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June 12, 2014

Ireland Plain Packaging Regulation Misguided, Harmful

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This week, Ireland’s government has approved legislation to force companies to comply with plain packaging regulations for tobacco products. It will make Ireland the first country in the European Union to make the move, and third in the world, behind Australia and New Zealand. 

IPI sent a letter in December to Ireland’s Jobs, Enterprise & Innovation  Minister, Richard Bruton, in which Tom Giovanetti voiced his concern with the regulations, calling them misguided and harmful for the following reasons:

  • A plain packaging requirement would represent government destruction of intellectual property, and reflects an incomplete understanding of the function of trademarks in an economy.
  • A plain packaging requirement is a clear violation of not one but several international agreements to which Ireland is a signatory.
  • The proposed plain packaging regulation sets a harmful and misguided precedent which would inevitably be extended to other types of products.
  • The proposed plain packaging regulation will inevitably lead to an increase in counterfeit tobacco products, which by their very nature escape regulatory compliance. (Read the Independent’s report here with the warning that it “will be significantly easier now that all tobacco products are intended to be sold in the same generic packaging.”

Giovanetti writes:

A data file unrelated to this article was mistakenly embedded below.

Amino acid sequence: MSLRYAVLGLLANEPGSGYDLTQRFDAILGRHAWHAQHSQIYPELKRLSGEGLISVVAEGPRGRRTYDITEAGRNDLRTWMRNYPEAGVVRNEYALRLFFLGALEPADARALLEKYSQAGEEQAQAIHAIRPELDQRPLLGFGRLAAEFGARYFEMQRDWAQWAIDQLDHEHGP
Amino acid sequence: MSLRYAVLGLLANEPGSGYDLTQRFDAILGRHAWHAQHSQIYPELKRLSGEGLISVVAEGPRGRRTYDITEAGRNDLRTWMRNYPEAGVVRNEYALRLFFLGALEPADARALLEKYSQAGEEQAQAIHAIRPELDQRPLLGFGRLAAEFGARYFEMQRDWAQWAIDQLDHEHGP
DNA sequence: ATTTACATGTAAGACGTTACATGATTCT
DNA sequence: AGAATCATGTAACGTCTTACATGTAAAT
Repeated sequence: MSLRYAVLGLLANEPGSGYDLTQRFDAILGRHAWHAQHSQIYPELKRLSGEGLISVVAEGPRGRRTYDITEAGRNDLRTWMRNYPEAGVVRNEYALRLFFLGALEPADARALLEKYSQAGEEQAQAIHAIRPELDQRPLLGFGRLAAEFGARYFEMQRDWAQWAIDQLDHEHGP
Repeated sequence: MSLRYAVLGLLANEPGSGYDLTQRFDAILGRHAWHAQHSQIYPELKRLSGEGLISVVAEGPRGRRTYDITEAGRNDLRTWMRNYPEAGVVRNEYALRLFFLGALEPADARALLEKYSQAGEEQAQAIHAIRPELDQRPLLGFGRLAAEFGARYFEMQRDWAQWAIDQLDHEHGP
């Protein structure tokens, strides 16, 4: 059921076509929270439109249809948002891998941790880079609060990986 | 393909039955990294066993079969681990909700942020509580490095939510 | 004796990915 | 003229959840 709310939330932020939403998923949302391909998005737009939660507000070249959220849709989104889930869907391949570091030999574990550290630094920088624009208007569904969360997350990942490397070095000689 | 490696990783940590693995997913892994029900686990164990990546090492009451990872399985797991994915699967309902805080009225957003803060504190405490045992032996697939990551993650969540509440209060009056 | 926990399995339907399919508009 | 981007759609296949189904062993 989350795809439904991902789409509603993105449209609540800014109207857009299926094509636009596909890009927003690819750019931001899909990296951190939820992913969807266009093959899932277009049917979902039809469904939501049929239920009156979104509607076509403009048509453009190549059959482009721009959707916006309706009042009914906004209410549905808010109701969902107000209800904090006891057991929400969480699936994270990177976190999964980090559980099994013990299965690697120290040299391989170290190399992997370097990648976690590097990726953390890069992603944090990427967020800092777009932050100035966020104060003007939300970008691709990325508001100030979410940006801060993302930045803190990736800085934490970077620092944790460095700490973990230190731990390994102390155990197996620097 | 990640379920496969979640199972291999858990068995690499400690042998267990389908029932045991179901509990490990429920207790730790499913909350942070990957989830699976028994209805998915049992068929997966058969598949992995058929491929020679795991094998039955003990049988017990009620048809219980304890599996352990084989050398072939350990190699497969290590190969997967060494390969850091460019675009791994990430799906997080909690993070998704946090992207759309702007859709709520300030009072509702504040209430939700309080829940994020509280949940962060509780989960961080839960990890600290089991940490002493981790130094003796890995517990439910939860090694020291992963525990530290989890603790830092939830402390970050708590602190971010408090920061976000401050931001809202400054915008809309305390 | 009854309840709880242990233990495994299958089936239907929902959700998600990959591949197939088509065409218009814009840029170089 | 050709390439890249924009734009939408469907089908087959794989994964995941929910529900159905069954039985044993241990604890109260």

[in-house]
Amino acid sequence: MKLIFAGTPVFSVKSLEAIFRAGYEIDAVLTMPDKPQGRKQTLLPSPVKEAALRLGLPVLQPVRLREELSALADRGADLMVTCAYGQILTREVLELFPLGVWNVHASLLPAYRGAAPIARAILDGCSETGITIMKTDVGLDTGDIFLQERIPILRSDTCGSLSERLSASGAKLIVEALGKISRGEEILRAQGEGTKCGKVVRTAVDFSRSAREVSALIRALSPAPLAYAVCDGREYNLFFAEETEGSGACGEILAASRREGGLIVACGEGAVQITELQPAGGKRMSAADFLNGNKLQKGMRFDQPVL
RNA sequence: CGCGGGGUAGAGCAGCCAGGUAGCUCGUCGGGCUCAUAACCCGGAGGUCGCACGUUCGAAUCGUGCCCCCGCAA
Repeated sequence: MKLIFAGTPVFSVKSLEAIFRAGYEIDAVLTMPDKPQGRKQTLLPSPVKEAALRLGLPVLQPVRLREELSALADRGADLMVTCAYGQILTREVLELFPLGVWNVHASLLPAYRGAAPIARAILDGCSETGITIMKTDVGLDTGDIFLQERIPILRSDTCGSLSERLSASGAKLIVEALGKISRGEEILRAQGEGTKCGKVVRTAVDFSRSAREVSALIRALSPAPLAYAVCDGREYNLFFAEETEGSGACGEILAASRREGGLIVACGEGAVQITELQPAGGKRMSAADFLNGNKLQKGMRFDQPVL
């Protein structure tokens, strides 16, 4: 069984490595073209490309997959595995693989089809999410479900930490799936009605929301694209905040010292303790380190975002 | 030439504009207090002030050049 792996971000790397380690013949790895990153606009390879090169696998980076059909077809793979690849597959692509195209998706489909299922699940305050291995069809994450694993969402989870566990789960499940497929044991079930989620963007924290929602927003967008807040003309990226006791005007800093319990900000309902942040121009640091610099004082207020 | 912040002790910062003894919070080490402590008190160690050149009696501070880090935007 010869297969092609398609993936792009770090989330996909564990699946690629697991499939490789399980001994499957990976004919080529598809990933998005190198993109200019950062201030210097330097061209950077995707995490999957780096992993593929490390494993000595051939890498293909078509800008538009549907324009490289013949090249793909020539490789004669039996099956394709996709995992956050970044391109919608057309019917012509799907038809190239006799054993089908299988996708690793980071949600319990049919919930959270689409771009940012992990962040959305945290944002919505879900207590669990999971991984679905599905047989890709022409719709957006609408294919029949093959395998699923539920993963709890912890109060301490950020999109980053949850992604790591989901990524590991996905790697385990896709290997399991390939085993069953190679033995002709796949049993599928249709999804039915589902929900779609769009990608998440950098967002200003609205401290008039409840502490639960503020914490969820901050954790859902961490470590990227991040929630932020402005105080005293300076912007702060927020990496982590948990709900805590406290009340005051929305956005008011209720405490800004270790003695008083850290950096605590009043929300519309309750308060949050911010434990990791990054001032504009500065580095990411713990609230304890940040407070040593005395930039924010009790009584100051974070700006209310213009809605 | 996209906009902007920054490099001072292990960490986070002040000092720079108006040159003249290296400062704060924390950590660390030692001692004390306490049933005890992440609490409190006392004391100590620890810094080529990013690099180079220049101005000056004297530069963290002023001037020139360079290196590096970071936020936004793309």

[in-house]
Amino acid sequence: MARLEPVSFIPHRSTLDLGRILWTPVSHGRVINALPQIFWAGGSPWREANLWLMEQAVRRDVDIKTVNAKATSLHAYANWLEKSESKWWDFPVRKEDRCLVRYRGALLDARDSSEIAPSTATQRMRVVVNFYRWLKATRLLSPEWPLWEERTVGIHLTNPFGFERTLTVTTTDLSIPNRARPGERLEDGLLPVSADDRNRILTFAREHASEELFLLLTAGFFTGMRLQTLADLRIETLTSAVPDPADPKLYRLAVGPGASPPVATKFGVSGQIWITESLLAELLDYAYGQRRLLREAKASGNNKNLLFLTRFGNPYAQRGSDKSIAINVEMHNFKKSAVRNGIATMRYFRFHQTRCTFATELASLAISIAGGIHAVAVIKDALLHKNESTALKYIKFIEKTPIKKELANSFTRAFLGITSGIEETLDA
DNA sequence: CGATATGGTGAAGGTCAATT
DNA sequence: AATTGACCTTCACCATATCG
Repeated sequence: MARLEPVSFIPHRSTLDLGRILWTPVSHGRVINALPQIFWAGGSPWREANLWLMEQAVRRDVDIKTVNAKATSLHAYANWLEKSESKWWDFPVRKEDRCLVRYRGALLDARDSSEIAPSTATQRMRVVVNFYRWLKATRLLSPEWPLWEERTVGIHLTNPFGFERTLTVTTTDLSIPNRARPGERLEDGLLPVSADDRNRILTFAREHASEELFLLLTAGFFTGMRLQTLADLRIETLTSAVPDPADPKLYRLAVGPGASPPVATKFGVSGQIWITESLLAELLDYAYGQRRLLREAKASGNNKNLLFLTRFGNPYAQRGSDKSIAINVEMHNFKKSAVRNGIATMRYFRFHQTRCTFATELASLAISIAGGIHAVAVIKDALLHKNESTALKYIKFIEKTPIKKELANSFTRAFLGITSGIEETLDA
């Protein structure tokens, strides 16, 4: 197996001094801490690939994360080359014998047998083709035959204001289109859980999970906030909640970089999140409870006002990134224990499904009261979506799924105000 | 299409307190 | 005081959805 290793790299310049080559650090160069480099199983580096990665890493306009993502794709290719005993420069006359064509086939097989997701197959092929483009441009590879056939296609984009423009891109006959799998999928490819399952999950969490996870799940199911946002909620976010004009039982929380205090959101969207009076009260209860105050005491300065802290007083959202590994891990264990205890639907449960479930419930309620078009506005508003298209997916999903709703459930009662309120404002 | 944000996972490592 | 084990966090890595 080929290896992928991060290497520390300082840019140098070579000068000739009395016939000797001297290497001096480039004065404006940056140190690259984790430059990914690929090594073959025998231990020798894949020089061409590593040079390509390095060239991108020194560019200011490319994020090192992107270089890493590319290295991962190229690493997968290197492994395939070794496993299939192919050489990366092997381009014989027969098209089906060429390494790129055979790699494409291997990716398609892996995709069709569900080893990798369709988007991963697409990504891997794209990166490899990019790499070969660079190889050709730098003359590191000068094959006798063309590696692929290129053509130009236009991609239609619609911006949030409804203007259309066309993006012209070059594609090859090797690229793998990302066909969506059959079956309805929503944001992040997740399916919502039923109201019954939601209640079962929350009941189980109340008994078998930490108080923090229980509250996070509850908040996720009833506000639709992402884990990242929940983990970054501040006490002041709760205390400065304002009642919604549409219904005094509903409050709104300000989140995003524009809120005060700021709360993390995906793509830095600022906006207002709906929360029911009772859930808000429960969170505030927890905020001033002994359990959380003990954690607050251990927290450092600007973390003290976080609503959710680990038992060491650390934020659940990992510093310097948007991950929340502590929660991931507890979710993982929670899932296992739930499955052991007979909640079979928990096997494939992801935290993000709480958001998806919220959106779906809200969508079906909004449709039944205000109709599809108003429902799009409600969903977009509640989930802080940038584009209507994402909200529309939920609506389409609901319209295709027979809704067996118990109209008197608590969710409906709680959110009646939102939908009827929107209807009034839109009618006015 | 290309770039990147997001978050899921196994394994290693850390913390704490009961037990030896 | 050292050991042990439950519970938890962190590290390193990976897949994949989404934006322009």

"Plainly, governments have an interest in the protection of public health, and this most certainly includes encouraging cessation from smoking--the leading cause of preventable disease and death in most countries. But it’s important that governments pursue proven means of reducing smoking that do not infringe on individual rights, and especially important that governments not adopt policies that, while unproven at discouraging smoking, will almost certainly cause other unintentional harms.

"Recent data suggests that smoking rates in the United States have dropped below 18 percent, an all-time low. Smoking rates in the United States have consistently dropped year-over-year since 1965, when the U.S. smoking rate was 42.4 percent. These encouraging gains have been made through a combination of public educational campaigns, warning messages, taxation and regulation. But the United States never negated the intellectual property rights of tobacco companies by effectively seizing their trademarks through any sort of plain packaging requirement."

According to the Irish Times, a spokesman for Ireland’s oldest tobacco manufacturer also said the Australian plain packaging regulations have actually failed to curb the use of tobacco products.

“There has been no impact on legal tobacco volumes in Australia, illicit tobacco sales have increased, and the steady decline in tobacco consumption that Australia had experienced in recent years has actually eased, not increased, since the introduction of plain packaging.” 

Giovanetti also raises the question in his letter regarding whether Ireland values its freedom of speech enough that it should restrict the rights of companies that sell a legal product from communicating freely in the marketplace.

“One of the best indications of a free society is whether or not the society trusts its ability to process information freely communicated within the marketplace.”

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